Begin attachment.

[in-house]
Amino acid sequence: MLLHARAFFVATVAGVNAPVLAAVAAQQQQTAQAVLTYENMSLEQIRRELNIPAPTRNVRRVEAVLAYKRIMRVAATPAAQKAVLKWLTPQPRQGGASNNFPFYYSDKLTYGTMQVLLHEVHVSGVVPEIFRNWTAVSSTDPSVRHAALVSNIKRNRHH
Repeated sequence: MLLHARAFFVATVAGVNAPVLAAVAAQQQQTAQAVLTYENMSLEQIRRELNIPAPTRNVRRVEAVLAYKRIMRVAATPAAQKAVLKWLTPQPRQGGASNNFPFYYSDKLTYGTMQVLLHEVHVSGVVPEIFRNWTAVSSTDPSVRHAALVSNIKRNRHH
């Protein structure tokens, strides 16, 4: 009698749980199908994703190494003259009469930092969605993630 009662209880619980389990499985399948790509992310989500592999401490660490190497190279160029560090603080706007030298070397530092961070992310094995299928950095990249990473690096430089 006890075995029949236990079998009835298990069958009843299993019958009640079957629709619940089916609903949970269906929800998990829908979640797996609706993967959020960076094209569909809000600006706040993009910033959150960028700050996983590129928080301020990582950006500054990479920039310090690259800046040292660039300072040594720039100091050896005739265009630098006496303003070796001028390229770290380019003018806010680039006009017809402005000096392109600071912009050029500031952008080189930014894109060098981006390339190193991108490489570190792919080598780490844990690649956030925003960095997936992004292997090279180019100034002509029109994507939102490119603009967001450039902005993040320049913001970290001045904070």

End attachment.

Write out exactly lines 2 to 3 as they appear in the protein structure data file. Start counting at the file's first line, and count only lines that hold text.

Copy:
Amino acid sequence: MLLHARAFFVATVAGVNAPVLAAVAAQQQQTAQAVLTYENMSLEQIRRELNIPAPTRNVRRVEAVLAYKRIMRVAATPAAQKAVLKWLTPQPRQGGASNNFPFYYSDKLTYGTMQVLLHEVHVSGVVPEIFRNWTAVSSTDPSVRHAALVSNIKRNRHH
Repeated sequence: MLLHARAFFVATVAGVNAPVLAAVAAQQQQTAQAVLTYENMSLEQIRRELNIPAPTRNVRRVEAVLAYKRIMRVAATPAAQKAVLKWLTPQPRQGGASNNFPFYYSDKLTYGTMQVLLHEVHVSGVVPEIFRNWTAVSSTDPSVRHAALVSNIKRNRHH